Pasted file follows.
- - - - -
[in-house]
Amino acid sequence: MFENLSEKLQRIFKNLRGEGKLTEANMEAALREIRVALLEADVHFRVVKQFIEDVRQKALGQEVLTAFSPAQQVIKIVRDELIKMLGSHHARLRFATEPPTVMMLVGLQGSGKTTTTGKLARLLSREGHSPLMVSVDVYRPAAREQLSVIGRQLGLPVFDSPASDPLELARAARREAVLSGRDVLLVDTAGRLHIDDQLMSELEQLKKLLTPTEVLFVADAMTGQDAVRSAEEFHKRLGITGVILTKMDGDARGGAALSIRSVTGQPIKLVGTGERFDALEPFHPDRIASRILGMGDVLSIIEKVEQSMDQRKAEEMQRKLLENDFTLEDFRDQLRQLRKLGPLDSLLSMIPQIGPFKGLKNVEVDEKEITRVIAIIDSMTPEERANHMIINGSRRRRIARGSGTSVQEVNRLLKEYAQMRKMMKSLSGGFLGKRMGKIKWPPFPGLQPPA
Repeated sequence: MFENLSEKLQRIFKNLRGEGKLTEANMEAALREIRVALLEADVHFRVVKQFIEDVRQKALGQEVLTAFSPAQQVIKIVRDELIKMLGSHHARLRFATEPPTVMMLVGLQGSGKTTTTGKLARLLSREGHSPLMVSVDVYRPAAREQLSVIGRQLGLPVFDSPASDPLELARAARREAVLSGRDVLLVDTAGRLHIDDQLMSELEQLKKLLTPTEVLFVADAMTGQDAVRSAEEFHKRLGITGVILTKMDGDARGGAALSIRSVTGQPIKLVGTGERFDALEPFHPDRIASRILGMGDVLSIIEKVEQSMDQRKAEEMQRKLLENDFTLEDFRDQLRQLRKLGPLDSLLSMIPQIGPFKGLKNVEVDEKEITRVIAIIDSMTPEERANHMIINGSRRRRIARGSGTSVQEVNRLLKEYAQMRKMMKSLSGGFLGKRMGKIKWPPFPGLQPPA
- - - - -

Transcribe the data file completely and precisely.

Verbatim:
[in-house]
Amino acid sequence: MFENLSEKLQRIFKNLRGEGKLTEANMEAALREIRVALLEADVHFRVVKQFIEDVRQKALGQEVLTAFSPAQQVIKIVRDELIKMLGSHHARLRFATEPPTVMMLVGLQGSGKTTTTGKLARLLSREGHSPLMVSVDVYRPAAREQLSVIGRQLGLPVFDSPASDPLELARAARREAVLSGRDVLLVDTAGRLHIDDQLMSELEQLKKLLTPTEVLFVADAMTGQDAVRSAEEFHKRLGITGVILTKMDGDARGGAALSIRSVTGQPIKLVGTGERFDALEPFHPDRIASRILGMGDVLSIIEKVEQSMDQRKAEEMQRKLLENDFTLEDFRDQLRQLRKLGPLDSLLSMIPQIGPFKGLKNVEVDEKEITRVIAIIDSMTPEERANHMIINGSRRRRIARGSGTSVQEVNRLLKEYAQMRKMMKSLSGGFLGKRMGKIKWPPFPGLQPPA
Repeated sequence: MFENLSEKLQRIFKNLRGEGKLTEANMEAALREIRVALLEADVHFRVVKQFIEDVRQKALGQEVLTAFSPAQQVIKIVRDELIKMLGSHHARLRFATEPPTVMMLVGLQGSGKTTTTGKLARLLSREGHSPLMVSVDVYRPAAREQLSVIGRQLGLPVFDSPASDPLELARAARREAVLSGRDVLLVDTAGRLHIDDQLMSELEQLKKLLTPTEVLFVADAMTGQDAVRSAEEFHKRLGITGVILTKMDGDARGGAALSIRSVTGQPIKLVGTGERFDALEPFHPDRIASRILGMGDVLSIIEKVEQSMDQRKAEEMQRKLLENDFTLEDFRDQLRQLRKLGPLDSLLSMIPQIGPFKGLKNVEVDEKEITRVIAIIDSMTPEERANHMIINGSRRRRIARGSGTSVQEVNRLLKEYAQMRKMMKSLSGGFLGKRMGKIKWPPFPGLQPPA